Successful correction of chin ptosis can usually be done for those problems caused by prior surgeries. Chin surgeries that are well known to cause soft tissue sagging include the intraoral placement of implants, removal of an overly large implant and bony reductions. Other less common causes include intraoral access for repair of mandibular symphysis and parasymphyseal fractures and vestibular lowering procedures (preprosthetic surgery) in preparation for improved lower denture fit.

Treatment is  based primarily on resuspension or tightening of the mentalis muscles  with or without hard tissue chin expansion. For sagging caused by intraoral access to the chin, the mentalis muscles must be brought back up into their original anatomic position. The intraoral route of access to the chin always divides the upper attachments of the mentalis muscles. (some surgeons put them back well while others do not) This is why the submental (under the chin) skin approach for chin implants is always better with a very acceptable scar and why I use it in my Indianapolis plastic surgery prasctice.  It is not always easy to find good muscle to sew to and this is why a bone-anchoring technique with titanium screws or Mitek suture anchors is my preferred method for a ‘high’ reattachment.

If chin implant removal is the cause of sagging, replacement with a new implant alone may be satisfactory. Or if the patient no longer wants an implant but still desires an augmentation, moving the chin bone forward as a natural ‘implant’ may create enough expansion to fill out and elevate the sagging chin tissues. A chin osteotomy is an excellent opportunity to elevate the muscles as well as the plates and screws used to hold it in its new place are good anchoring points for the muscle.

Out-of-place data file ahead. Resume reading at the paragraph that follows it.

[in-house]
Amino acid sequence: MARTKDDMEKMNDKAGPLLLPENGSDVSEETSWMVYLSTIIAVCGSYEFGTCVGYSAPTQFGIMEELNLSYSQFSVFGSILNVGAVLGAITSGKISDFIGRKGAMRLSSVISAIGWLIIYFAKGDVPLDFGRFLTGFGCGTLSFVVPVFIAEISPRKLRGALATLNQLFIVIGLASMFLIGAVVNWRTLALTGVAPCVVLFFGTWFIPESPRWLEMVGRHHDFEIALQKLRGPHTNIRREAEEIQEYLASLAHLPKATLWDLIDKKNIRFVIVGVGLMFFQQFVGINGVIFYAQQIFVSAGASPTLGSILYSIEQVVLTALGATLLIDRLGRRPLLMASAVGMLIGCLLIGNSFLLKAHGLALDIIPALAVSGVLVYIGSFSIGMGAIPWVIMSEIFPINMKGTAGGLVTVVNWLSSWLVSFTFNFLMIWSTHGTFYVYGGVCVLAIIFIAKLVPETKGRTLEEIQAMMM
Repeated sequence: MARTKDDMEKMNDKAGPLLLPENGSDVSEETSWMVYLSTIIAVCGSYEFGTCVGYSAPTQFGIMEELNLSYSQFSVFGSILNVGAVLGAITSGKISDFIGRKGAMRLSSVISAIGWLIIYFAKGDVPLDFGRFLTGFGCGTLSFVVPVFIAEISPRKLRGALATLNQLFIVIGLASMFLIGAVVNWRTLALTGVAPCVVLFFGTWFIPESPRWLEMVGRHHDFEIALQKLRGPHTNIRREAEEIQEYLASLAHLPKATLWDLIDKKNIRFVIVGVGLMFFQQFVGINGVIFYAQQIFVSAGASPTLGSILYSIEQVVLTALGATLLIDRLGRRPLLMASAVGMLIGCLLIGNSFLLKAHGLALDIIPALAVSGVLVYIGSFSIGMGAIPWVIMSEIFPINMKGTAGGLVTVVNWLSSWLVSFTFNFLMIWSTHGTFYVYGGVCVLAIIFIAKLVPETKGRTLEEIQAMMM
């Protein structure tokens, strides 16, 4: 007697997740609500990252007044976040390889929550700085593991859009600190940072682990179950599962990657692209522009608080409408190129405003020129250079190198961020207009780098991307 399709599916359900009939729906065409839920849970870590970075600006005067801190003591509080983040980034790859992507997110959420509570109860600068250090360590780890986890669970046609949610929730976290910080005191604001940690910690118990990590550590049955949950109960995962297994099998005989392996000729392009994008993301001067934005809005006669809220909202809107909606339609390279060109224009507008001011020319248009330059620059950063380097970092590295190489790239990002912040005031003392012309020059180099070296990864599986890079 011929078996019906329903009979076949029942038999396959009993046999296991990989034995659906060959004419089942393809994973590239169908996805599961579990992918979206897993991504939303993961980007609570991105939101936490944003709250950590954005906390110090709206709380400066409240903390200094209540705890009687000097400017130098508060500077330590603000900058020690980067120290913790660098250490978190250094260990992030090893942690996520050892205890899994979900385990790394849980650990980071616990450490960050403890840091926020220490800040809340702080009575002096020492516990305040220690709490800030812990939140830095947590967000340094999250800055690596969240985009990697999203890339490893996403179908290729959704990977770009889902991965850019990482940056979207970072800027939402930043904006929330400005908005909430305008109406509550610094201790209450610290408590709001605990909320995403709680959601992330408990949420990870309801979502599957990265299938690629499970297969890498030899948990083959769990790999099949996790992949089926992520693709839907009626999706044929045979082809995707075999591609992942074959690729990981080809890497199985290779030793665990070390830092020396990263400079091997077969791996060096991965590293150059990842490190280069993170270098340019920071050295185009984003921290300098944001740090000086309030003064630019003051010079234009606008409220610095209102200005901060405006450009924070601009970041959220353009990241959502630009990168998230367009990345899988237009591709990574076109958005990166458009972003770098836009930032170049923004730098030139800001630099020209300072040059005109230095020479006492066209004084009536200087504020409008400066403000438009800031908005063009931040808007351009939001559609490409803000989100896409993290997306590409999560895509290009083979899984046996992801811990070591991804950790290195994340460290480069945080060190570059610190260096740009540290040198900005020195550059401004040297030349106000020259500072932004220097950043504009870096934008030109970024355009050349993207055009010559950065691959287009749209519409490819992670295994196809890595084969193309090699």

Chin reduction procedures are especially prone to chin sagging problems after. The lower attachments of the mentalis muscle must be divided to access the chin bone. Once the bone is reduced by burring, the muscle and sometimes skin must be shortened and reattached. Usually tightening the muscle across the reduced bone and reattaching it to the muscle on the underside of the chin is adequate. If not, bone holes can be made on the inferior ledge of the chin bone onto which the muscle can be reattached.

 he chin is unique in that the mentalis muscle is attached and suspended across it  both above and below the chin prominence. The skin and fat are attached to the underlying muscle and follow its position on the bone. If the muscle sags, so does the appearance of the chin. The key to correction of chin ptosis is management of the mentalis muscle attachments in most cases.

Dr. Barry Eppley

Indianapolis, Indiana


Dr. Barry EppleyDr. Barry Eppley

Dr. Barry Eppley is an extensively trained plastic and cosmetic surgeon with more than 20 years of surgical experience. He is both a licensed physician and dentist as well as double board-certified in both Plastic and Reconstructive Surgery and Oral and Maxillofacial Surgery. This training allows him to perform the most complex surgical procedures from cosmetic changes to the face and body to craniofacial surgery. Dr. Eppley has made extensive contributions to plastic surgery starting with the development of several advanced surgical techniques. He is a revered author, lecturer and educator in the field of plastic and cosmetic surgery.